Global equity markets have recovered swiftly from the jitters at the beginning of the year and the Indian market has followed suit. Despite India being a ‘bright spot’ in the global economy, Indian equities have done worse than emerging markets’ average this year.
One reason is because markets such as Latin America and Russia have done better recently due to commodities and crude oil prices bouncing off a bottom. While the Indian economy is likely to see a cyclical improvement on account of good monsoons, there are some domestic headwinds too. The most important of these are the lack of a boost from falling oil prices; bank lending being held back because of rising bad loans; the high leverage in some sectors; and ongoing fiscal compression. Corporate earnings are expected to expand but valuations, too, are no longer cheap. Nevertheless, the premium for the Indian market compared to emerging markets remains high and is unlikely to diminish.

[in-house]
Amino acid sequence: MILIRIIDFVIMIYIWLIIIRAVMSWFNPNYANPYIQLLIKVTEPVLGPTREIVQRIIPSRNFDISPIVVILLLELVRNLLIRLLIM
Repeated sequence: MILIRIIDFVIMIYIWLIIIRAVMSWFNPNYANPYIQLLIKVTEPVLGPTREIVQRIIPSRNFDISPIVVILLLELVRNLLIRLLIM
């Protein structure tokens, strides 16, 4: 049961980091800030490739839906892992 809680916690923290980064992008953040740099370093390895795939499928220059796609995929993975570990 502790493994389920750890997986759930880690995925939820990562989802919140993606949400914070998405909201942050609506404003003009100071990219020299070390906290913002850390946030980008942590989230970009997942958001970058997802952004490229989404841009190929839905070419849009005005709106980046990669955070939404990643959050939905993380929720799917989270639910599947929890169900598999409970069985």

The global environment is improving, but at a snail’s pace. Europe’s latest gross domestic product (GDP) data shows a marked improvement, but that is overshadowed in the near term by the fear of a Brexit. US macroeconomic data has hit a soft patch but that is helpful to the markets as fears of a Federal Reserve hike in June recede. Abenomics hasn’t worked in Japan, and though the Bank of Japan claims it has lots of ammunition, we will have to wait and see whether it is firing blanks. China remains a key risk factor—it was the spark that lit the prairie fire in the markets at the beginning of the year and also in August last year. There are plenty of doubts whether the recent bounce in commodities and oil prices can be sustained.
In these circumstances, the markets should continue to remain range-bound, with a tepid global recovery and local high valuations restricting the upper bound, while global central bank actions and abundant liquidity support the bottoms.